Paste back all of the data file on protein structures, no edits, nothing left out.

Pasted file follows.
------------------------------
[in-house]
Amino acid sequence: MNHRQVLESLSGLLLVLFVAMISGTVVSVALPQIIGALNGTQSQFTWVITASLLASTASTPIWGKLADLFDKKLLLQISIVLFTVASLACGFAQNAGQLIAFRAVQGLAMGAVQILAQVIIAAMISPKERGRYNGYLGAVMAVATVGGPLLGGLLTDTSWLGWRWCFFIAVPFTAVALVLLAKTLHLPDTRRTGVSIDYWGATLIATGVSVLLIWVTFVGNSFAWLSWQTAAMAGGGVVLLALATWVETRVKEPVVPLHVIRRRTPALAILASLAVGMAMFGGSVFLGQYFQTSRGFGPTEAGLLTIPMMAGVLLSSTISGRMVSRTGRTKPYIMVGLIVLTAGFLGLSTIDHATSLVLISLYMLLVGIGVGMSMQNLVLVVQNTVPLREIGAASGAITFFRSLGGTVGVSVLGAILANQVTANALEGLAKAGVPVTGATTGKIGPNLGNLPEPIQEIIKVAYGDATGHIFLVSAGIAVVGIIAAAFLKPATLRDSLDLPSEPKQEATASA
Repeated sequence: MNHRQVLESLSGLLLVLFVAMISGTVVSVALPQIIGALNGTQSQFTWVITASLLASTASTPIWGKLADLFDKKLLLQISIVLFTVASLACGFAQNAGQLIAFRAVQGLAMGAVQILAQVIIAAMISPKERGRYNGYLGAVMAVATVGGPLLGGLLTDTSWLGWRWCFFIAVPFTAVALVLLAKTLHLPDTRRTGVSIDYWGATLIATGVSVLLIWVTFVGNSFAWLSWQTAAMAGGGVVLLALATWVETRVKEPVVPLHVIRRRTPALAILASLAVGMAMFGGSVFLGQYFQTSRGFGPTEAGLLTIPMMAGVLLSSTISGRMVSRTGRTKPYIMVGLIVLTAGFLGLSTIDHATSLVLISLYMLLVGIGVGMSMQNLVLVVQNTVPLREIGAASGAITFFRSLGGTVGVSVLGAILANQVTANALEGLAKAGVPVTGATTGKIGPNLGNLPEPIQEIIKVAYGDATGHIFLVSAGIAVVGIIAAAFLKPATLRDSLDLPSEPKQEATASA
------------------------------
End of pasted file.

[in-house]
Amino acid sequence: MNHRQVLESLSGLLLVLFVAMISGTVVSVALPQIIGALNGTQSQFTWVITASLLASTASTPIWGKLADLFDKKLLLQISIVLFTVASLACGFAQNAGQLIAFRAVQGLAMGAVQILAQVIIAAMISPKERGRYNGYLGAVMAVATVGGPLLGGLLTDTSWLGWRWCFFIAVPFTAVALVLLAKTLHLPDTRRTGVSIDYWGATLIATGVSVLLIWVTFVGNSFAWLSWQTAAMAGGGVVLLALATWVETRVKEPVVPLHVIRRRTPALAILASLAVGMAMFGGSVFLGQYFQTSRGFGPTEAGLLTIPMMAGVLLSSTISGRMVSRTGRTKPYIMVGLIVLTAGFLGLSTIDHATSLVLISLYMLLVGIGVGMSMQNLVLVVQNTVPLREIGAASGAITFFRSLGGTVGVSVLGAILANQVTANALEGLAKAGVPVTGATTGKIGPNLGNLPEPIQEIIKVAYGDATGHIFLVSAGIAVVGIIAAAFLKPATLRDSLDLPSEPKQEATASA
Repeated sequence: MNHRQVLESLSGLLLVLFVAMISGTVVSVALPQIIGALNGTQSQFTWVITASLLASTASTPIWGKLADLFDKKLLLQISIVLFTVASLACGFAQNAGQLIAFRAVQGLAMGAVQILAQVIIAAMISPKERGRYNGYLGAVMAVATVGGPLLGGLLTDTSWLGWRWCFFIAVPFTAVALVLLAKTLHLPDTRRTGVSIDYWGATLIATGVSVLLIWVTFVGNSFAWLSWQTAAMAGGGVVLLALATWVETRVKEPVVPLHVIRRRTPALAILASLAVGMAMFGGSVFLGQYFQTSRGFGPTEAGLLTIPMMAGVLLSSTISGRMVSRTGRTKPYIMVGLIVLTAGFLGLSTIDHATSLVLISLYMLLVGIGVGMSMQNLVLVVQNTVPLREIGAASGAITFFRSLGGTVGVSVLGAILANQVTANALEGLAKAGVPVTGATTGKIGPNLGNLPEPIQEIIKVAYGDATGHIFLVSAGIAVVGIIAAAFLKPATLRDSLDLPSEPKQEATASA